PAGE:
Those are all possible explanations.  However,  not a single explanation is provided as to how the FINRA Arbitrator arrived at a finding for Wells in the amount of only $1,956.10.  Similarly, why didn't the Arbitrator see fit to negate the set-off of FINRA's Filing and Hearing Fees by imposing that burden upon Respondent UBS? 

There really has to be a better way to adjudicate these cases. 


Wall Street Blackjack Player Busts, Busted, and Barred

Not prepared to tolerate a dastardly, hardcore card-shark in its midst, FINRA pursued Pierce for violating Rule 2110. Pursuant to a FINRA Letter of Acceptance, Waiver and Consent ("AWC") (AWC #2008015405101, March 9, 2010) Pierce offered to settle the regulatory case against him, without admitting or denying the findings. Notably, only the alleged blackjack scheme is referenced by FINRA; there is not a single reference to any alleged criminal charge, plea, or final disposition as providing the basis for jurisdiction. Frankly, that's what caught my eye about this case. FINRA was going after this kid not based upon any criminal conviction (there is none) but simply because he allegedly rigged a blackjack game.

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Regulatory lawyer Bill Singer has analyzed and posted the latest crop of FINRA disciplinary cases.  

  • Broker Ramsey served as a registered representative for an elderly customer who executed a power of attorney, giving Ramsey broad authority over her financial affairs. Ramsey used the power of attorney to obtain approximately $482,000 in withdrawals from an annuity, which, after taxes were deducted, totaled approximately $373,750. Checks for $373,750 were issued in the customer's name and sent to Ramsey's office. Ramsey converted some of the funds for his personal use and borrowed $275,000 from the customer.  In total, he owes the elderly customer approximately $500,000.  See what sanctions were imposed upon him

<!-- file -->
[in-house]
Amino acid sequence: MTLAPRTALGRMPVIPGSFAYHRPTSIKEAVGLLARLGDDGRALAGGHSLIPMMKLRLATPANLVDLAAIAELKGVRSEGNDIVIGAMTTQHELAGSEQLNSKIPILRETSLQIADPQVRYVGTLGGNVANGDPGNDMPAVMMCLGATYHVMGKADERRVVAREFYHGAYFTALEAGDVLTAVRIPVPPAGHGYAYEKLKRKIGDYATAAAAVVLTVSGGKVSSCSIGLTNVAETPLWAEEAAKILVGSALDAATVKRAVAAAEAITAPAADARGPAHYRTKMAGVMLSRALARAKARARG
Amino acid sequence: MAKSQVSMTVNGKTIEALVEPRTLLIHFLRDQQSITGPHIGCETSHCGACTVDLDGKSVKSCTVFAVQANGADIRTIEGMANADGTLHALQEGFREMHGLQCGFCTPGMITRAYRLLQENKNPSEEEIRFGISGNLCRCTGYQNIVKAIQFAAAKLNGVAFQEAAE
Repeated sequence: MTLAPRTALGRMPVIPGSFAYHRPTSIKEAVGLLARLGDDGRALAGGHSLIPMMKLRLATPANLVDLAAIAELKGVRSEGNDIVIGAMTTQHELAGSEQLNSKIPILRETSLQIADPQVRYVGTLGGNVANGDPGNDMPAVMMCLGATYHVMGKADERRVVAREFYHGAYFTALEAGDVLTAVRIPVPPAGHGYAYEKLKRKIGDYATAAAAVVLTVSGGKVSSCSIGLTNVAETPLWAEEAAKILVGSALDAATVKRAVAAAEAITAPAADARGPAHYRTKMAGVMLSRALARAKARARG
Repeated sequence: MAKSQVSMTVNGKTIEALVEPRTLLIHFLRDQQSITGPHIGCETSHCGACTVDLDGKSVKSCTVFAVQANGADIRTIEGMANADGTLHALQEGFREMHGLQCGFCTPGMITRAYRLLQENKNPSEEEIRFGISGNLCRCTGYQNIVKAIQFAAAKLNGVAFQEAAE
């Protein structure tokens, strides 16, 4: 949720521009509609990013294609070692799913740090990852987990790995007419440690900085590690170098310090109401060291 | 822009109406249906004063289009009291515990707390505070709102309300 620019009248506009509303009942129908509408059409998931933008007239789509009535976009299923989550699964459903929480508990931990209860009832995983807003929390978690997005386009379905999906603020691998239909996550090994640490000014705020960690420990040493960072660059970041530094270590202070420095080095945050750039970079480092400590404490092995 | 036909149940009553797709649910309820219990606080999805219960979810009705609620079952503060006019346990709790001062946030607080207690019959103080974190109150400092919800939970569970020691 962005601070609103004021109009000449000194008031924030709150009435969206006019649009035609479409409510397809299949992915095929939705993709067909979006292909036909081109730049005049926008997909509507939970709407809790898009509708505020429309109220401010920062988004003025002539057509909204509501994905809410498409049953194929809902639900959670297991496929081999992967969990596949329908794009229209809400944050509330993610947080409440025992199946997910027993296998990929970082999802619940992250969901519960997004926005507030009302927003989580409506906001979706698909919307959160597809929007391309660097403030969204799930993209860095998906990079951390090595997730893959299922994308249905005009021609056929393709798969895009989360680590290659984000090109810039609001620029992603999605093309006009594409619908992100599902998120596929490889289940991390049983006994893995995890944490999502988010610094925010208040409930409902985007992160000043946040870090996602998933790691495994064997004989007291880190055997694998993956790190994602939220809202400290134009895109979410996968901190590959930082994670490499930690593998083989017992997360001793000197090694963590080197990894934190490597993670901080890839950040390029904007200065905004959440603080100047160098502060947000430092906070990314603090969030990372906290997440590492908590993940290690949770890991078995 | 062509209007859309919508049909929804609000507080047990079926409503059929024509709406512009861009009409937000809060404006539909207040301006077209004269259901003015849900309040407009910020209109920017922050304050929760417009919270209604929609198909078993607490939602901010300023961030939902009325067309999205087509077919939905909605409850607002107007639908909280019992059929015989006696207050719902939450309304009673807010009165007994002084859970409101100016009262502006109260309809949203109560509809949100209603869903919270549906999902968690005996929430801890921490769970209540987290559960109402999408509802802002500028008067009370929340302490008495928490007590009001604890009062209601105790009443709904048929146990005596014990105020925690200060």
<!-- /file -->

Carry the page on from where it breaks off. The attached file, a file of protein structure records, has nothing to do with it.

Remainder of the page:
• Broker Chrusciel's firm verbally warned Chrusciel that he was not permitted to use inventory accounts for personal trading and distributed a written memorandum to all employees telling them that this practice was prohibited, but Chrusciel ignored the warning and, to avoid detection, stopped using his own accounts and began allocating trades to accounts his relatives held. For some reason, one warning wasn't enough. Chrusciel's firm warned him in writing to stop using firm inventory accounts for personal trading or he would be terminated.  See what sanctions were imposed upon him  

  • While contemplating his resignation from his member firm to work at another member firm, Broker Current altered customer telephone records at his member firm without authorization in order to slow down other registered representatives who he believed would be assigned to call his customers after he resigned. You think this is an oddball violation?  Think again. See what sanctions were imposed upon him   

  • Broker Goode failed to execute a customer's instructions to liquidate positions in the customer's account, and the value of securities in the account declined precipitously with the customer incurring losses exceeding more than $1 million dollars. See what sanctions were imposed upon him   

  • ONE OF THE ALL-TIME MOST BIZARRE FINRA CASES: Associated Person Pierce conspired with others to steal $16,000 from a casino by engaging in a scheme with a blackjack dealer to cheat. See what sanctions were imposed upon him